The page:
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WeSplit: Wrap up

Paul Hudson    @twostraws   

You’ve reached the end of your first SwiftUI app: good job! We’ve covered a lot of ground, but I’ve also tried to go nice and slowly to make sure it all sinks in – we’ve got lots more to cover in future projects, so taking a little extra time now is OK.

In this project you learn about the basic structure of SwiftUI apps, how to build forms and sections, creating navigation views and navigation bar titles, how to store program state with the @State and @FocusState property wrappers, how to create user interface controls like TextField and Picker, and how to create views in a loop using ForEach. Even better, you have a real project to show off for your efforts.

Review what you learned

Anyone can sit through a tutorial, but it takes actual work to remember what was taught. It’s my job to make sure you take as much from these tutorials as possible, so I’ve prepared a short review to help you check your learning.

Click here to review what you learned in this project.

Challenge

One of the best ways to learn is to write your own code as often as possible, so here are three ways you should try extending this app to make sure you fully understand what’s going on:

  1. Add a header to the third section, saying “Amount per person”
  2. Add another section showing the total amount for the check – i.e., the original amount plus tip value, without dividing by the number of people.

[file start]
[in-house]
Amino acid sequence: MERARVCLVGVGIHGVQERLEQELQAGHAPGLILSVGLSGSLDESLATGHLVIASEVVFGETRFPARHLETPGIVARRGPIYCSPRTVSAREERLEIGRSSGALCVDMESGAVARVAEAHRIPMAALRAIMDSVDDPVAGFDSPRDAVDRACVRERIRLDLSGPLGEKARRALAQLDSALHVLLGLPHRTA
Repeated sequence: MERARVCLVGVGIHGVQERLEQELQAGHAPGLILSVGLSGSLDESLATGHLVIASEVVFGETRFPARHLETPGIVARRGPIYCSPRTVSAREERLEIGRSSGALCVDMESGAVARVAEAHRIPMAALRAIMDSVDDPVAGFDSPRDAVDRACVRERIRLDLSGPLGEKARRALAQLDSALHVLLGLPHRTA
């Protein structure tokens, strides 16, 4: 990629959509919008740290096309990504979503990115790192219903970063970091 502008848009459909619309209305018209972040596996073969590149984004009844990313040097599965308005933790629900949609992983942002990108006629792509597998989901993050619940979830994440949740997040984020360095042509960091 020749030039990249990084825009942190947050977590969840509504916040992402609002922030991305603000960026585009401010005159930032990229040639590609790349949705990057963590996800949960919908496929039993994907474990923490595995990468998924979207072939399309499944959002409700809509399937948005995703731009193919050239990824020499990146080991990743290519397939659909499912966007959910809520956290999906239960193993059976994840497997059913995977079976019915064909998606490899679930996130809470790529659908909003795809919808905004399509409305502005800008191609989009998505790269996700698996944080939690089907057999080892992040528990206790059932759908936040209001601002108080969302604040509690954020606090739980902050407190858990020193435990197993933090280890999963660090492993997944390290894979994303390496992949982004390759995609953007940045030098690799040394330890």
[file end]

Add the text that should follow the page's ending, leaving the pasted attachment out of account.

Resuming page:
3. Change the tip percentage picker to show a new screen rather than using a segmented control, and give it a wider range of options – everything from 0% to 100%. Tip: use the range 0..<101 for your range rather than a fixed array.

Hacking with Swift+ subscribers can get a complete video solution for this checkpoint here: Solution to WeSplit. If you don’t already subscribe, you can start a free trial today.

And if you found those easy, here’s a tough one for you: rather than having to type .currency(code: Locale.current.currencyCode ?? "USD") in two places, can you make a new property to store the currency formatter? You’ll need to give your property a specific return type in order to keep the rest of your code happy: FloatingPointFormatStyle<Double>.Currency.

You can find that for yourself using Xcode’s Quick Help window – open up the right-hand navigator, then select the Quick Help inspector, and finally click select the .currency code. You’ll see Xcode displays <Value> rather than <Double>, because this thing is able to display other kinds of floating-point numbers too, but here we need Double.

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